As mentioned earlier, Vox has been the standard that other amp builders have measured themselves by for about half a century. It is worth mentioning that If you see anything with VR or X in the title, then what you’re looking at isn’t a standalone ‘all-valve’ amp, but has a mixture of valve and solid state technology too. This keeps costs down whilst still giving you a Vox-worthy sound. If that’s what you’re looking for, then they are still great amps. However, they look so similar, it is easy to buy one by mistake thinking you’re getting a ‘classic’ Vox amp.
If you’re looking to get one, pure valve amp and have it do you for the rest of your life, then take a look at the AC30C2 and the AC30HW2. Both are stellar amps with the classic Vox sound. The HW2 is a fair bit more expensive, being available from around £1100 second hand to the C2’s £700. The main reason for this difference is that HW stands for hand-wired, meaning a real human has worked on every inch of the circuitry, whereas the C2 has been machine assembled.
The HW2 comes with the option to switch down to a 15 watt setting for getting more overdrive at lower volumes, whilst the C2 comes with options for Reverb and Tremolo. Both amps have a top boost channel, but the HW2 also gives the option to boost the gain further with the hot/cool switch. The HW2’s sound is arguably brighter and more articulated than the C2’s, but those who prefer darker tones in their music may lean towards the C2. There really is no right answer, so if you see either going at a price you’re willing to pay, your best bet is to snap it up immediately. I guarantee, you’ll end up with a great sounding amp and zero regrets.
It has been several paragraphs since I mentioned Fender, so here we are again with the Fender Twin! These were a favourite of the likes of Mark Knopfler, Chuck Berry, Jimi Hendrix and Eric Clapton. Again, we are looking at a fairly bells and whistles free amp. The real difference between the Fender and the Vox is that this has a more ‘American’ sound. This means that it has a more compressed, warm sound than British amps. You also have to push it harder to get the valves to break up and distort. If you want a really clean sound, or want to use pedals to generate your overdrive, this may be the amp for you. The twin is available with that gorgeous spring reverb and a vibrato/tremolo channel as well. One of the most revered models of the Twin Reverb is the 65, which you can get for around £1500 new. Alternatively, you can pick one up on eBay for around £600. In valve terms, that is an absolute steal!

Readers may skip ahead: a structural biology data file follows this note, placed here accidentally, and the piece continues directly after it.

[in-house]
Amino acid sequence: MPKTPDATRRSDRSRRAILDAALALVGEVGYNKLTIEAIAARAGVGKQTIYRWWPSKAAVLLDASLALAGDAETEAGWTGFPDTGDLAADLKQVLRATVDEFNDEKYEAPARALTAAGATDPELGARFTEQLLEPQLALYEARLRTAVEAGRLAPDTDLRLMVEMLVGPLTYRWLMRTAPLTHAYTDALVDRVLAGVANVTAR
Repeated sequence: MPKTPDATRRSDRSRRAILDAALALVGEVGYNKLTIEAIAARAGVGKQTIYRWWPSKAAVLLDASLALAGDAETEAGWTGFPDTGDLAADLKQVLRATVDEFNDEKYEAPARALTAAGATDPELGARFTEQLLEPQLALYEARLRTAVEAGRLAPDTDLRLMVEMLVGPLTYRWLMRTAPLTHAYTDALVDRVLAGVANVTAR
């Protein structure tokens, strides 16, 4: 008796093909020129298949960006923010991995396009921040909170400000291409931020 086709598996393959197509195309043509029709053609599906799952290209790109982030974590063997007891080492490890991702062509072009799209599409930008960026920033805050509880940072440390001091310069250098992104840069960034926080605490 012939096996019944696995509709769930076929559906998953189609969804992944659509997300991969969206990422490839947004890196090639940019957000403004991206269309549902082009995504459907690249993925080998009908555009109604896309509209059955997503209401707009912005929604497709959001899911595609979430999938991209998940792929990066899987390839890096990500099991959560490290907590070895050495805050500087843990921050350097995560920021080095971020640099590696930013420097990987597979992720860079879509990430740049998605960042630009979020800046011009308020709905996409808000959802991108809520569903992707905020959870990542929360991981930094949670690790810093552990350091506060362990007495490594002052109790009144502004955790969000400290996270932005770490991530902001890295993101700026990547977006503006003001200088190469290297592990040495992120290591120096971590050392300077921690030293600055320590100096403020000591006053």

A final honourable mention goes to the Hayden Mofo 30. Particularly popular with fringe and alternative bands like Biffy Clyro, We Are Scientists and Alpha Male Tea Party, Hayden are a more recently incorporated brand of amp maker. But what they lack in ‘prestige’, they make up for in style, quality and features. The Mofo 30 is known for being a pedal-lover’s dream. It has an effects loop and a clarity that stops your playing from getting lost even when buried in effects. If you’re interested in manipulating your tone in new ways, this might be the one for you. The Mofo will let you cut the power all the way from 30 watts down to 2, so it actually functions well as both a home practice and a stage amp.
If you’re looking for a great all-round home and stage amp, this could be your unicorn. For those who were struggling to choose between the British Vox sound and the American Fender sound, this amp comes with two inputs specifically designed to sound like a UK or US amp. Essentially, it’s like buying one of each. These are only available as separate heads and cabs, but can be found second hand for the low price of £300 for both parts. That is the same as it costs to get just the head brand new! This is an incredibly great amp for the money and a truly unique sound.
So, consider your options for good amps firmly narrowed down!
Hopefully, you have a better idea of what amps you are interested in for home practice and for gigging/recording. As you can see, some amps hold their value well and are best bought new. However, sometimes you can get great deals on second hand guitar amps if you look carefully!
A final word of warning, when watching Youtube reviews of guitar amps, remember that what you are hearing is the quality of someone else’s playing, the tone of someone else’s guitar, the technique they used to mic the cab and the quality of your own speakers or headphones. All of these elements colour the tone you hear. The best way to get the right guitar amp for you is to use this guide to list out the features you need. Narrow your list down to two or three choices, and then try them with your own guitar! If you have a favourite amp we haven’t mentioned here (and I’m sure many of you do!), why not tell us about it in the comments?